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      Short Strangle Options: Advanced Option Trader's Guide

      By Wasim Omar

      Published on

      April 19, 2023

      10:03 AM UTC

      Short Strangle Options: Advanced Option Trader's Guide

      Investors are always exploring opportunities to maximize their profits while simultaneously looking for ways to minimize their risks. One strategy that has gained popularity in recent years is the short strangle option.

      This powerful trading technique allows investors to profit from sideways-moving markets while limiting their potential losses. However, like any investment strategy, risks are involved, and it is crucial to understand how the strategy works before attempting to use it.

      Whether you are a seasoned options player or a novice looking to expand your investment portfolio, this article will provide you with the tools and knowledge you need to succeed with the short strangle option.

      We go into the ins and outs of this complex trade strategy, including its benefits, risks, and the importance of implementing this strategy. By the end of reading this, we hope your understanding of this dual-option spread would stand solidified.

      What Is Short Strangle?

      A  short strangle or shorting strangle is an options trading strategy where a trader simultaneously sells a call and put option on a single underlying asset with the same expiration date, at strike prices above and below the current market price.

      The goal of short strangles is to generate income from the premiums received from selling both options and to profit if the price of the underlying asset stays within a certain range until the options expire. This simultaneous selling creates a profit zone in a neutral market.

      The potential profit from short strangles is limited to the premiums collected, but the risk is unlimited if the price of the underlying asset moves significantly beyond the strike price of either option.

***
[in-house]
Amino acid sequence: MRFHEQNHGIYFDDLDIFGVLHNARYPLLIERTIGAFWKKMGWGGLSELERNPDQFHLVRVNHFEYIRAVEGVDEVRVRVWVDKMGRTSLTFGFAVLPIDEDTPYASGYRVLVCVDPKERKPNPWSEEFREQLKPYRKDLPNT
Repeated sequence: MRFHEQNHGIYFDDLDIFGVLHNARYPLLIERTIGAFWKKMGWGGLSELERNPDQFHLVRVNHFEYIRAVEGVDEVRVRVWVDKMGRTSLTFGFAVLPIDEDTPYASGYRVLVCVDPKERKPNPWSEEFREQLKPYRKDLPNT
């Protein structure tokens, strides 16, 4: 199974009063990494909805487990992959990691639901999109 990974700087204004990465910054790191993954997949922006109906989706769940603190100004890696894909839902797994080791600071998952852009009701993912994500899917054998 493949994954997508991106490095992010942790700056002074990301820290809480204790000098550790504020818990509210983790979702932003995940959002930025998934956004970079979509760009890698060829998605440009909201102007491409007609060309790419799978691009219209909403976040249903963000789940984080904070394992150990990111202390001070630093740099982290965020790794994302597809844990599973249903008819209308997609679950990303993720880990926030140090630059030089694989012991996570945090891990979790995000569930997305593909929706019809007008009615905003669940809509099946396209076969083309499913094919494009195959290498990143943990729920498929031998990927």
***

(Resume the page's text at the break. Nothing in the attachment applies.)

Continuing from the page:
Traders often use this strategy in a neutral or slightly volatile market, where they believe the underlying asset is unlikely to experience large price movements. It thus allows the potential of a gain to arise in a highly narrow profit zone, as displayed in the image below:

      What Is Short Strangle
      Source: Option Alpha

      What Are The Short Strangle Options?

      When turning to short strangle options, traders can customize their strategies precisely in line with their risk profile and investment preferences. The following are some options they may employ under this approach:

      • Strike Price Adjustment

        The trader can adjust the strike prices of the call and put options to create a wider or narrower range of profitability. A wider range would reduce the potential profit but also reduce the risk.

      • Expiry Date Adjustment

        The option’s expiry date too can be adjusted to create a longer or shorter holding period. A longer holding period could increase the potential profit, but it also increases the risk of adverse price movements.

      • Hybrid Trading Approach

        Instead of selling both calls and puts, the trader can use different options types, such as selling a straddle (selling both a call and put option with the same strike price) or a ratio spread (selling more options on one side of the trade than the other).

      • Incorporating Directional Bias

        By selling a call or put option at a higher or lower strike price, a trader could essentially be adding directional bias by selling the call or put at a higher or lower price. This allows greater flexibility for short strangle options.

      What Is Short Strangle Options Strategy?

      We now turn our attention to the underlying strategy that short strangles essentially cater to. Understanding this strategic underpinning of the approach could help shed light on its use.

      The short strangle options strategy is primarily a neutral one that can cater to traders who have a neutral market outlook and expect the underlying asset to remain range-bound or experience low volatility.

      The short strangle options strategy can be a useful strategy for traders who have a neutral outlook on the underlying asset, as it allows them to profit from a range-bound market with limited downside risk.

      It must be noted that the downside risk is only limited to the extent that the market actually is neutral, and the trader is certain of this. In the case where the underlying spot price takes a plunge, the losses could be limitless on the sell side.

      What Is Selling Strangle?

      A selling strangle is another name for the strangle, and is called such because the trading maneuver involves selling an out-of-the-money call option and an out-of-the-money put option simultaneously.

      The term “short” refers to the fact that the trader is selling (shorting) the call and put options to open the position. By selling both a call and a put option, the trader is essentially betting that the underlying asset will remain within a certain price range until the options expire.

      If the price stays within that range, both the call and put options will expire worthless, and the trader will keep the premiums they received for selling them.